on 23 September 2009
I have read this book a couple of years ago, and it still stays with me, bits of it flash by in my mind every day at one point or another. For those who can digest a less than dogmatic view of God, Jesus and the Fallen Angel, and have a good sense of humour , then this book is an absolute delight!
Nothing is absolute, nothing is black and white, and it all just alters depending on the perspective you're looking at it. We all know that, nothing new there, but Jose Saramago does it beautifully and boldly to a subject that is so divisive in human history, you hear the sharp intakes of breath and murmurs of - `how dares he?'
I loved every minute of it, even some of the more long drawn passages.
on 15 October 2003
Despite being slightly put off by the title, I was pleasantly surprised with Saramago's fascinating twist on the life of Jesus Christ. Not only is the book written in a poetic and graceful style which makes the reader glued to each page, but his interpretation of Jesus' life forces one to think and rethink their own values.
Whether or not you are religious is irrelevant when reading this book as it is a wonderful read - due to Saramago's excellence in story telling and painting a picture through words.
I thoroughly enjoyed this book and would recommend it to readers looking for a wonderfully written book about a subject that may not have previously interested readers.
on 25 July 2006
`TGATJC' is Saramago's retelling of the story of Jesus. It is broadly based on the gospels of the New Testament of the Christian bible, but Saramago invents new scenes and re-interprets existing ones. In the book, the characters of the New Testament are presented as being ordinary human beings caught in extraordinary events. Christian tradition teaches that Joseph, Jesus and Mary were all people, but they are usually portrayed as having the aspects of saints and saviours. `TGATJC' asks the question: what would the events of the gospels look like if told by, and about, human beings. The book concentrates largely on Jesus' relationship with his family, and his parents in particular.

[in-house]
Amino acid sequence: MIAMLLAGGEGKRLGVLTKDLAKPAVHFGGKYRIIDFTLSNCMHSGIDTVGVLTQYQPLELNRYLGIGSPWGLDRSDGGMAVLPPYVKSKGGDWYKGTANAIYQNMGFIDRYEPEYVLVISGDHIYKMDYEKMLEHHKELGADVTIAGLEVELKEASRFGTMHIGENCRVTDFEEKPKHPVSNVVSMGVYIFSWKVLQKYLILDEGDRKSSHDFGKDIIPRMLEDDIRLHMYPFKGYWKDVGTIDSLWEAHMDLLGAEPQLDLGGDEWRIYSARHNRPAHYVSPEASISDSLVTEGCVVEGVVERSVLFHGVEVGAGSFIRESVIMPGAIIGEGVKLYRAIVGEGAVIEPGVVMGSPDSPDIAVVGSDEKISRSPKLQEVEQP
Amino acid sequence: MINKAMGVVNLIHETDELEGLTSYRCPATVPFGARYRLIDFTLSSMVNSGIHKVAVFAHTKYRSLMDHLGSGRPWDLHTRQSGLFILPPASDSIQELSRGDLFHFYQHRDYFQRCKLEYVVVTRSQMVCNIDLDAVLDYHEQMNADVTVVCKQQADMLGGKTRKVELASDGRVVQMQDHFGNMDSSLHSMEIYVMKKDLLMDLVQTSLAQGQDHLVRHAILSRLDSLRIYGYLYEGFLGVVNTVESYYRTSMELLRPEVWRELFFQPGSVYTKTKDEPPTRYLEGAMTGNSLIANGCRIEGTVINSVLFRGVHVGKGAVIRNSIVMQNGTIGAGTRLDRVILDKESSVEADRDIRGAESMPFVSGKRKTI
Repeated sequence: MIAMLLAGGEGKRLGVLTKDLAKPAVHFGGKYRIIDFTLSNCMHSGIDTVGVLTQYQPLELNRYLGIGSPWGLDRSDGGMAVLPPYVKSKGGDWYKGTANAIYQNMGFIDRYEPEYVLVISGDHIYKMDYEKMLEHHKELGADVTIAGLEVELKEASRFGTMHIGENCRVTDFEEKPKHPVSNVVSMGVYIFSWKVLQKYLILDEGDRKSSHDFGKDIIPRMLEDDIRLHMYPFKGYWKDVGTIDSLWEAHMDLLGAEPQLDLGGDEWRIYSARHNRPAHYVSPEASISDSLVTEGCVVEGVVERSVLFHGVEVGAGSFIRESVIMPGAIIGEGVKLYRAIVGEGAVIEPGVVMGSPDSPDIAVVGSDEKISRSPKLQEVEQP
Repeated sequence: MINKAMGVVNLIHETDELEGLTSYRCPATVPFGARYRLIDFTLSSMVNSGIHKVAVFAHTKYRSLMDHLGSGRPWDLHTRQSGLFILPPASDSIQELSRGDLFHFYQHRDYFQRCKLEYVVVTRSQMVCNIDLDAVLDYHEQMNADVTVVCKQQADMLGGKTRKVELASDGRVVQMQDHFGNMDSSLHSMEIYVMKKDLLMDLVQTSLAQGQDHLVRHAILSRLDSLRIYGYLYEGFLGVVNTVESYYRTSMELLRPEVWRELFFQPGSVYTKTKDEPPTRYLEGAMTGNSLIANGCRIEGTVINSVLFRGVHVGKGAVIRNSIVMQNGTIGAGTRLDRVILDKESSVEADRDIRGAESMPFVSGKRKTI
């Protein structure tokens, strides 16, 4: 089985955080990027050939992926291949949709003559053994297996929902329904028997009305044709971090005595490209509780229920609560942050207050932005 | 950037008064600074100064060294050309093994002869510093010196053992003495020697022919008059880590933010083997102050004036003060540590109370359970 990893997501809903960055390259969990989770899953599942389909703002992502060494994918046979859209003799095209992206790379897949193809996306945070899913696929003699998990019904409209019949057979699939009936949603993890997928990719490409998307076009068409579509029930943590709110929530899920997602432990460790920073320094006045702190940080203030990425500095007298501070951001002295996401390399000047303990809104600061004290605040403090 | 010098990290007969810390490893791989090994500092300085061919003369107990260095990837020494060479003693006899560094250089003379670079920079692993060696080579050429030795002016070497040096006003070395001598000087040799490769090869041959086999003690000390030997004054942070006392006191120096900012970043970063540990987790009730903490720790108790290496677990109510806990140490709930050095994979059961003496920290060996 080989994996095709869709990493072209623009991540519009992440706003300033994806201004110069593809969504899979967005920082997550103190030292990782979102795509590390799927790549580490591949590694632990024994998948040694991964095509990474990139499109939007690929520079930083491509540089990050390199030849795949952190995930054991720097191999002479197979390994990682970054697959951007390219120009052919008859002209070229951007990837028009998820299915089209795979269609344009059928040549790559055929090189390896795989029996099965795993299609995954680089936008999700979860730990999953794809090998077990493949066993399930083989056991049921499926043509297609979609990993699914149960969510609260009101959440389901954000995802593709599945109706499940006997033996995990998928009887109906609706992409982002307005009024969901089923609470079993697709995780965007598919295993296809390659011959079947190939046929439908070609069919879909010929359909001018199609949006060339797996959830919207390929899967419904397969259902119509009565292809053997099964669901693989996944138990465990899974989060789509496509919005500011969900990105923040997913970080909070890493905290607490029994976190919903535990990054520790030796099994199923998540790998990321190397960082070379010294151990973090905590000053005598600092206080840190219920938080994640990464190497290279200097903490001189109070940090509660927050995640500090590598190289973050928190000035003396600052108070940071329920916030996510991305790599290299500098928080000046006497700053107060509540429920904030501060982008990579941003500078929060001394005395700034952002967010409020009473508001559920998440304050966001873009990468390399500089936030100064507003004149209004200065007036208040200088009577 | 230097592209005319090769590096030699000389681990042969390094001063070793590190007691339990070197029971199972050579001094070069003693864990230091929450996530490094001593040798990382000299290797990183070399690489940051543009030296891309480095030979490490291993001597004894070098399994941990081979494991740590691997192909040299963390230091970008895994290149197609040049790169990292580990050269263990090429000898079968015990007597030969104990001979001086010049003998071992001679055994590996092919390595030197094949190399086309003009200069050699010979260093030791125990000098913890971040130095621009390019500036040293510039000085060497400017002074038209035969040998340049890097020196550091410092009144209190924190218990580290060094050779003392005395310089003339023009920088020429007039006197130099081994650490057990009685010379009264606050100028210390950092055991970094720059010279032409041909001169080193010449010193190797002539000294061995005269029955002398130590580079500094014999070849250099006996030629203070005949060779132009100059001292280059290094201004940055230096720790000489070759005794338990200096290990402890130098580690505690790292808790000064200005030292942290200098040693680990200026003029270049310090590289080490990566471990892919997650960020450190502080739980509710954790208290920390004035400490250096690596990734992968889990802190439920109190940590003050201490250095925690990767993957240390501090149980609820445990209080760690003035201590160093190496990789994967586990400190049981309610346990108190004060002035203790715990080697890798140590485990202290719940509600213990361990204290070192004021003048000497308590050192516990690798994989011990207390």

Saramago doesn't set out to shock, and despite the opportunity for contraversialism, actually paints a relatively respectful picture of Jesus' family. Their human aspects are emphasised though, and the book begins with an earthy description of Joseph urinating before having sex with Mary, and her birth pains are graphically described. Jesus too is portrayed as having a very human nature: fallible, often confused and sexually active. I didn't find it remotely shocking, and actually thought it to be a touching and realistic portrait of a family. What may be more controversial is Saramago's portrait of God, who is portrayed very much as he appears in the Old Testament (i.e. how people of Jesus' time would have conceived of God). Saramago's God is jealous and power hungry. His battle isn't with the Devil, but with other Gods over the belief of mankind. Jesus' death is part of his quest for power and the devil, rather than an enemy, is an uneasy ally, because one cannot exist without the other. This God is very much the pre-Christian conceptualisation of God, one which the people of Jesus' era would have recognised. Again Saramago asks the question: if Jesus was a man, what would God have looked like to him?
`TGATJC' made a story that I have heard a thousand times seem utterly new. It will undoubtedly upset many people, but if you are prepared to accept the central point, (that of its protagonists' humanity) then it will make you look at the bible story in an entirely new way. It is a skilful piece of writing and, despite the large blocks of unbroken text, easy to read. `TGATJC' is thought-provoking and eye-opening, and anyone wanting a different perspective on the stories in the gospels should read it.
on 15 July 2011
Picked this book up purely by chance one day as the subject matter just caught my attention and I'm so glad I did. This is a superbly written book with Saramago's own interpretation of the life of Jesus. Read it and make of it what you will. It's been written about an emotive subject and each person depending on your outlook will have a different take on the subject matter. What people need to remember is that it is a work of fiction. As a piece of writing it is magnificent with sentences, on occasion, running to one and a half pages. The fact that you can read such sentences without having to go back over it to understand speaks volumes about the quality of Saramago's writing. I was not aware of this author until I got this book but I will definitely be getting more of his books.